Senator Dick Durbin calls for action on gun control

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Senator Dick Durbin calls for action on gun control. (WLS)

Senator Dick Durbin called for congressional action on gun control following the Orlando massacre and the ongoing violence on Chicago's streets.

Durbin was one of six Democrats who staged a 15-hour filibuster on the Senate floor to force lawmakers to consider gun control measures. The Senate will vote on several proposals next week.

The gun debate made its way to Lake Barrington Friday where both sides hashed it out in front of a gun manufacturer company.

"There is absolutely no place in a civilized society for AR15's," a protestor said.

NRA supporters made their continued argument that people kill people, not guns. Gun control advocates, including Patrick Korellis, hope Orlando will finally be the turning point for common sense gun laws. Korellis was shot twice in the Northern Illinois shooting eight years ago.

"Every time a mass shooting happens it re-opens the wounds," Korellis said.

The Orlando massacre pushed Korellis to become more vocal. He stood with Durbin Friday in support of gun control bills that senate Democrats are voting on next week. One bill includes background checks for buying guns on the internet and gun shows.

"Forty percent of the crime guns confiscated in the high-crime areas of Chicago are purchased at gun shows at Northern Indiana, brought across the border sold to the gang bangers in this city," Durbin said.

Durbin also supported legislation that will prevent suspected terrorists from purchasing a gun. But many Republicans argue it's not fair to deny someone from buying a gun if they are on the list by mistake. They're proposing a 72 hour waiting period, which Durbin says may not be enough time.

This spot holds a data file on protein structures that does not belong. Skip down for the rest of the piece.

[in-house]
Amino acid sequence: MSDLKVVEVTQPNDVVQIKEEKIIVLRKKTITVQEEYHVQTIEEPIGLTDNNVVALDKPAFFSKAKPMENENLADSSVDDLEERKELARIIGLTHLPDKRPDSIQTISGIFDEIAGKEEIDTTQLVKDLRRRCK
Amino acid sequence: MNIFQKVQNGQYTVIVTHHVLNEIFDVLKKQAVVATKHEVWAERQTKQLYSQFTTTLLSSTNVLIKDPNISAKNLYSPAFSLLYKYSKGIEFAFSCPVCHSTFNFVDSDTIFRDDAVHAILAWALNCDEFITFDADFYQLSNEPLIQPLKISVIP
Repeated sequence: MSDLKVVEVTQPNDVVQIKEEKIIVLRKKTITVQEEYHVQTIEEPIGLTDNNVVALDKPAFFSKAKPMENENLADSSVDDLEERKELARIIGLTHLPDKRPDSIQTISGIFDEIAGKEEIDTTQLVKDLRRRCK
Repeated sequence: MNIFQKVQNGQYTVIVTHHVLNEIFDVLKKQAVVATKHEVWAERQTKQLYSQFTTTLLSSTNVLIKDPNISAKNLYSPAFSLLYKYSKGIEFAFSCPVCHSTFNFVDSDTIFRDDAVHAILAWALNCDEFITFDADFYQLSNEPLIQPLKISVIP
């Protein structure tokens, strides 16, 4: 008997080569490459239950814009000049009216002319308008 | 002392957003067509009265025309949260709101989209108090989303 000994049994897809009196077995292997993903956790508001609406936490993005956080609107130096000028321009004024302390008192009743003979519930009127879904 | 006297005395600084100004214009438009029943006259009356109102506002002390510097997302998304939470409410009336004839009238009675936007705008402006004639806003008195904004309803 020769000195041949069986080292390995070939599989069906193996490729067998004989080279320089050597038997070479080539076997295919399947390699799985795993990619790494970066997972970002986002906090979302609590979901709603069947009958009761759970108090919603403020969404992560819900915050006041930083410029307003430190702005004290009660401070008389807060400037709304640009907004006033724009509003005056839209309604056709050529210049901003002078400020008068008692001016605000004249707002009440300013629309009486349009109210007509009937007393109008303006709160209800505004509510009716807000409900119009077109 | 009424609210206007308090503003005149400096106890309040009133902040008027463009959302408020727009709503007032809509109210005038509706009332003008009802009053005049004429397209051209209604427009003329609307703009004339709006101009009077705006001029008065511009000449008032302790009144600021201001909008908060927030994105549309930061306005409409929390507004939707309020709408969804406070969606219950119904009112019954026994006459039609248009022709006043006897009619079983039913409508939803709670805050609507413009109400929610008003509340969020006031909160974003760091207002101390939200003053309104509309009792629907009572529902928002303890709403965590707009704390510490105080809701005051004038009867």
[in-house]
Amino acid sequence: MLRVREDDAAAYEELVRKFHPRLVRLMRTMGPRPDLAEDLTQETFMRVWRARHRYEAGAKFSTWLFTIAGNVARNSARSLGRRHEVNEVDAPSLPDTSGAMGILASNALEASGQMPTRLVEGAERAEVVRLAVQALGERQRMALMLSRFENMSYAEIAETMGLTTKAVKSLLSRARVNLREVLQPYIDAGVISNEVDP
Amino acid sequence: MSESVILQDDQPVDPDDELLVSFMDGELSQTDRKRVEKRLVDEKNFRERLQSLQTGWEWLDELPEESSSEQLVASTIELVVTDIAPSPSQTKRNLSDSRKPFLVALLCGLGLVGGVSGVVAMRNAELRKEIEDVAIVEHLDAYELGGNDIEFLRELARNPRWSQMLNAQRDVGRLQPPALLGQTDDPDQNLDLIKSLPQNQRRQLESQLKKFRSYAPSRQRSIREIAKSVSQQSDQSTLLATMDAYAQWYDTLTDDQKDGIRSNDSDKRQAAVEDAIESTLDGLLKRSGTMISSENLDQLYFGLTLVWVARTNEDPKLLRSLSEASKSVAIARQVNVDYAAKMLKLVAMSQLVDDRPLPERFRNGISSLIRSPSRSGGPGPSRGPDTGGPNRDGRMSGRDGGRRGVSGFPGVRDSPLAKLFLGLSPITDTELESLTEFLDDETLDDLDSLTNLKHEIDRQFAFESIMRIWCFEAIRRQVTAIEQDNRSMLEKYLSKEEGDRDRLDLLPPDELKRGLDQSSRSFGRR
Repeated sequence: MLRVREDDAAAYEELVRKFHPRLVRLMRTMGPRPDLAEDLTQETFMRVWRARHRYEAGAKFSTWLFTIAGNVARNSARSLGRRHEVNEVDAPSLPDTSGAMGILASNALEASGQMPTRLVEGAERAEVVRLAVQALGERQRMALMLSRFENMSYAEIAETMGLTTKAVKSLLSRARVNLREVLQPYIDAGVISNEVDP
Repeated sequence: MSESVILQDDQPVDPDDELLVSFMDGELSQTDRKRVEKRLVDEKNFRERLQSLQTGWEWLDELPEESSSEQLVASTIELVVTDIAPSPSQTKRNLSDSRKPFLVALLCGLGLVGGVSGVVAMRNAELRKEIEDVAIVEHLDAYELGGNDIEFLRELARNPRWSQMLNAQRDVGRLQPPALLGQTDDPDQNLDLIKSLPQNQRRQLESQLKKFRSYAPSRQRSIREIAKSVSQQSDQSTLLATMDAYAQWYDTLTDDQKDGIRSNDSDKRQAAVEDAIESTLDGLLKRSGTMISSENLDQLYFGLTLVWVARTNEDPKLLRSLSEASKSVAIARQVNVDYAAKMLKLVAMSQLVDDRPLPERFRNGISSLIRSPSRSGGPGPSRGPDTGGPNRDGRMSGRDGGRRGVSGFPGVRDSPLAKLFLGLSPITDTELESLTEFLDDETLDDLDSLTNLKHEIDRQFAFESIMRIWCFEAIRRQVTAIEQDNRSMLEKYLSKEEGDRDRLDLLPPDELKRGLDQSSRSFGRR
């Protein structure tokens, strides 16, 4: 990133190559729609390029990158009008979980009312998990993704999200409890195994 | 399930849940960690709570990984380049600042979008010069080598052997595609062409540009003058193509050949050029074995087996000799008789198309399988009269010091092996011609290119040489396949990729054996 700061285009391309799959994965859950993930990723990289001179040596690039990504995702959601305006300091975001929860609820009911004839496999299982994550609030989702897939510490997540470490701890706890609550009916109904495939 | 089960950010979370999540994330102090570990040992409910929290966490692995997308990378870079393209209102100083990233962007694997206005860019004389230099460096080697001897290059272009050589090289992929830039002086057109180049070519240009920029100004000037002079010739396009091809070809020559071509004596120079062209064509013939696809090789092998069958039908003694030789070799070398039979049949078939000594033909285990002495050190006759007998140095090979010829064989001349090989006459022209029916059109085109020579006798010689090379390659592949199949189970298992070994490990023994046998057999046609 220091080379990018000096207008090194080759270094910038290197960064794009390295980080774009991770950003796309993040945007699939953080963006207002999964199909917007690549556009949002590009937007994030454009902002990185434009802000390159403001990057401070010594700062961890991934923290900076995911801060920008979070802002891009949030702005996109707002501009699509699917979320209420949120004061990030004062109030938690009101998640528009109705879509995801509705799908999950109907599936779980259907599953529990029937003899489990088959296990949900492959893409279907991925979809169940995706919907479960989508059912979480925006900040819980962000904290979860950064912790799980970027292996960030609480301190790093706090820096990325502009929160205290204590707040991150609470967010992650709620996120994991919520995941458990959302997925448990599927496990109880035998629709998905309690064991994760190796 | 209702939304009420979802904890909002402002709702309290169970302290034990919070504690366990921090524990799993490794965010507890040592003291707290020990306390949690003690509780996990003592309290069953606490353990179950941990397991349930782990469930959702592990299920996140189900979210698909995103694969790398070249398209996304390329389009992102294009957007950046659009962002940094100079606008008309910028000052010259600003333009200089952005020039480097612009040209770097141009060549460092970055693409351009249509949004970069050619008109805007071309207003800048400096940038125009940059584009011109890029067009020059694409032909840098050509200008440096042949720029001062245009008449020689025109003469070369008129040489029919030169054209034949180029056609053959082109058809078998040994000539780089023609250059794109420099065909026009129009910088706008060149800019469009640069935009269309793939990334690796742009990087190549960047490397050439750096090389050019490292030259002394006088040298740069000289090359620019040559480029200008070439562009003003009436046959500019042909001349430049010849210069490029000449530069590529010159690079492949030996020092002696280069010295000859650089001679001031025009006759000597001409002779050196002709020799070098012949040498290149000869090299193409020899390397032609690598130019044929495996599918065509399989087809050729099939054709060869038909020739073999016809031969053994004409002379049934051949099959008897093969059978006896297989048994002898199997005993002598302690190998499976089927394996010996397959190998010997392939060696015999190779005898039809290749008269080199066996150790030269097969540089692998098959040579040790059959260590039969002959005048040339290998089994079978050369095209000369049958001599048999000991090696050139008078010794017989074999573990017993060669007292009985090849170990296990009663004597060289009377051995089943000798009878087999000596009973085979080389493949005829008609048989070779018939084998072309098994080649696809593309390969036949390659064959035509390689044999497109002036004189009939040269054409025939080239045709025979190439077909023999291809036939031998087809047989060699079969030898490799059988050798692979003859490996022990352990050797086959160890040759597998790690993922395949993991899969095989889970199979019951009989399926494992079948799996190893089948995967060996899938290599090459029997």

"Which side should we air on? Do we air on the side of saying the suspected terrorists should buy a firearm and then we'll check it out? Or do we check it out and then decide whether or not they're entitled to a firearm?" Durbin said.

For Korellis, the laws being considered on both sides of the aisle don't go far enough. He would like to see a ban on assault weapons.

"While an assault weapon wasn't used in NIU, I believe if it was, I wouldn't be here today," he said.

While Durbin also supports reinstating an assault weapons ban, it's not being proposed in the round of bills Democrats are bringing to the Senate next week. Despite the support of the majority of Americans, Durbin says he doubts the Democratic proposals will pass.
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